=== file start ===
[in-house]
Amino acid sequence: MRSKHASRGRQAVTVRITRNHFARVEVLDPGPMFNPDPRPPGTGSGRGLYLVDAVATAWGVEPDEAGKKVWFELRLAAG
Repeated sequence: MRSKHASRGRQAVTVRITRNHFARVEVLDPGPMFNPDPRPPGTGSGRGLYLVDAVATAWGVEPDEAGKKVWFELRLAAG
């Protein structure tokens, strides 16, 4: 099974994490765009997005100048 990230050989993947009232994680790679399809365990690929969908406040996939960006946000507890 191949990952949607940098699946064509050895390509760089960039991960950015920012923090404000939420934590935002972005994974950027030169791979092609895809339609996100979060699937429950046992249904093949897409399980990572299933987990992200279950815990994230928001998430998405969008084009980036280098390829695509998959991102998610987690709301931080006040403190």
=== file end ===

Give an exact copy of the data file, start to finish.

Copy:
[in-house]
Amino acid sequence: MRSKHASRGRQAVTVRITRNHFARVEVLDPGPMFNPDPRPPGTGSGRGLYLVDAVATAWGVEPDEAGKKVWFELRLAAG
Repeated sequence: MRSKHASRGRQAVTVRITRNHFARVEVLDPGPMFNPDPRPPGTGSGRGLYLVDAVATAWGVEPDEAGKKVWFELRLAAG
């Protein structure tokens, strides 16, 4: 099974994490765009997005100048 990230050989993947009232994680790679399809365990690929969908406040996939960006946000507890 191949990952949607940098699946064509050895390509760089960039991960950015920012923090404000939420934590935002972005994974950027030169791979092609895809339609996100979060699937429950046992249904093949897409399980990572299933987990992200279950815990994230928001998430998405969008084009980036280098390829695509998959991102998610987690709301931080006040403190």